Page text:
Tuesday, October 7, 2014

TheProblem

Problems happen.  They are a part of life.  They are most certainly a part of organizational life (probably because we assemble a lot of people together in organizations).

So, how do we deal with problems?  

Sometimes we pretend the problems don't exist and hope they magically disappear.  This approach almost always bites us on the bum.  Ignored problems have a fungal nature to them.  Ignoring is bad.

Sometimes we are so distracted with our busyness that we fail to notice a problem.  By the time it imposes itself onto our radar screen it has moved from being a manageable issue to a downright dastardly event.  Not noticing and being distracted by inconsequential stuff is our downfall on this front.  Obliviousness is bad.

Sometimes we are aware of the problem but feel that we are either incapable of interdicting it or that others can/will take care of it.  We watch the problem evolve, but remain silent, in hopes that it will get handled by others. Our failure to openly identify it as a problem from the outset almost always becomes a point of regret for us.  Avoidance is bad.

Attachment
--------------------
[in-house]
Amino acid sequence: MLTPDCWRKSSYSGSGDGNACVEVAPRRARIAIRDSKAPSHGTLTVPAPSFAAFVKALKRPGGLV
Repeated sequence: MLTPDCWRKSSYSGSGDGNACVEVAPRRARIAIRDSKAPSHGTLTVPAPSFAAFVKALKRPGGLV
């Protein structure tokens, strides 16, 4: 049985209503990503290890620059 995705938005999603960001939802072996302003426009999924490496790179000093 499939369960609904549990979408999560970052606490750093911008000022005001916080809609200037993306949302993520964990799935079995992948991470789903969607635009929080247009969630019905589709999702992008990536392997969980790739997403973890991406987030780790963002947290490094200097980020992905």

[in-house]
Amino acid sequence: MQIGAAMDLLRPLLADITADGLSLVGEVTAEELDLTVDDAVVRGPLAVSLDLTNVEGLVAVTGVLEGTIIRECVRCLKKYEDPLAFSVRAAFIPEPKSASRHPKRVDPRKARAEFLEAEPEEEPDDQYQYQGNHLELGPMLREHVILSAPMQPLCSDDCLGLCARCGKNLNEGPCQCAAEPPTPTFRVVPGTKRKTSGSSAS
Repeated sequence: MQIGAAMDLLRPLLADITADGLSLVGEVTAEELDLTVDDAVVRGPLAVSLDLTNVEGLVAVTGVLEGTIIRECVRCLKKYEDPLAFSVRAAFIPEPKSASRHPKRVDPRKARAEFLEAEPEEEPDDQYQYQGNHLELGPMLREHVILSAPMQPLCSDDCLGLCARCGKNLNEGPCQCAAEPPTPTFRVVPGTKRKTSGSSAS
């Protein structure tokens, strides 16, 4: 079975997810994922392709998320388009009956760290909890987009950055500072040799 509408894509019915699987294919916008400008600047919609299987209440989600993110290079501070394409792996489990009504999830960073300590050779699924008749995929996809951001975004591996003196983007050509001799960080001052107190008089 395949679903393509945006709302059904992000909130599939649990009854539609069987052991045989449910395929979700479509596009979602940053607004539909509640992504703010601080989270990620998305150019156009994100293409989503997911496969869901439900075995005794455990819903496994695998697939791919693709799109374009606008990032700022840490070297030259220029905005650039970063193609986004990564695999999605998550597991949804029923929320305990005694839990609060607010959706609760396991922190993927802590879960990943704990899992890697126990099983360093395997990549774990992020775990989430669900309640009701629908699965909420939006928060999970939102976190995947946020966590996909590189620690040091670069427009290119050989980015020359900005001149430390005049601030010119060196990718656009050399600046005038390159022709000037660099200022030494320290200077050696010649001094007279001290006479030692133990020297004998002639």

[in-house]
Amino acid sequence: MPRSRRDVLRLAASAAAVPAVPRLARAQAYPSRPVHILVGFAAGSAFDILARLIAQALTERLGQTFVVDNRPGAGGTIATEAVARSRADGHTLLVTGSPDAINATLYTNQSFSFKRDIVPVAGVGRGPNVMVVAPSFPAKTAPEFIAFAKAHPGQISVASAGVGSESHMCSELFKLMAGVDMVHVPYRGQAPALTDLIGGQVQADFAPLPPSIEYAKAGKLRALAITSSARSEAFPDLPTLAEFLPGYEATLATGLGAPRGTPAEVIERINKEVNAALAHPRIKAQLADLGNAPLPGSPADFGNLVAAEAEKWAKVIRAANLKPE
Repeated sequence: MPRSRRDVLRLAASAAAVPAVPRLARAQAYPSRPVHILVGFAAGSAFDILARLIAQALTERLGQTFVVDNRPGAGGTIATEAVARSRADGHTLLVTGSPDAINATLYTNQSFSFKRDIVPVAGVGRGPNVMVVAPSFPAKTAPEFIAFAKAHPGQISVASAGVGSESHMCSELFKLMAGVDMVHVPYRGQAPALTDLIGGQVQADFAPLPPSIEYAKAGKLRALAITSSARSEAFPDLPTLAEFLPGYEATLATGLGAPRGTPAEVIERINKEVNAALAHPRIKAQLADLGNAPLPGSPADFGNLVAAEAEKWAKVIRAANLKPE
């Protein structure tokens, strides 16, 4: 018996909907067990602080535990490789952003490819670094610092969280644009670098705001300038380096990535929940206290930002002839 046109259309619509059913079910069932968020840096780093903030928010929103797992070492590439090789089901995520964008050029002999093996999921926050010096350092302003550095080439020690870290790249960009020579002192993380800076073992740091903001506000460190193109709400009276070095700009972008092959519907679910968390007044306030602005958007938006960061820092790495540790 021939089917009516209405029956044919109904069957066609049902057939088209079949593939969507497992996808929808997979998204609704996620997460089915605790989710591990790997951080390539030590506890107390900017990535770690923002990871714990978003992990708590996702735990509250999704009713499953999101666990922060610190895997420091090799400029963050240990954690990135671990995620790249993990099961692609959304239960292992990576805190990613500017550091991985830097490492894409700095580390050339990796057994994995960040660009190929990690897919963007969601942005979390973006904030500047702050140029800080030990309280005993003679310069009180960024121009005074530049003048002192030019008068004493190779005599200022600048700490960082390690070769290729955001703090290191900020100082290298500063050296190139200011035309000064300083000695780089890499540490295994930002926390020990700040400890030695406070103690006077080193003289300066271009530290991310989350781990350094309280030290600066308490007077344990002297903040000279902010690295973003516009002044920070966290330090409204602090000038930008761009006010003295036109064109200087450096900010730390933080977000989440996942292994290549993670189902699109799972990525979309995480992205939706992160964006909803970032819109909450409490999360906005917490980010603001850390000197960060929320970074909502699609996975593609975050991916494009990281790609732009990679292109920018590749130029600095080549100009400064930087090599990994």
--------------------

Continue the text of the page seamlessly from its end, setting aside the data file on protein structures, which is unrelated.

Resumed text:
Sometimes we notice problems arising and quickly and openly discuss it with those who are involved and/or who will be involved.  We ask important questions about the root causes of the problem (without issuing indictments).  We seek to clarify if and how the problem, if unresolved, will impact the health and well-being of the organization (and the team players, as individuals).  We ask for possible solutions from the team players in and around the center of the "storm."  We support, facilitate, cheer, resource the problem solvers.  Transparent and attentive engagement is good.

You pick.


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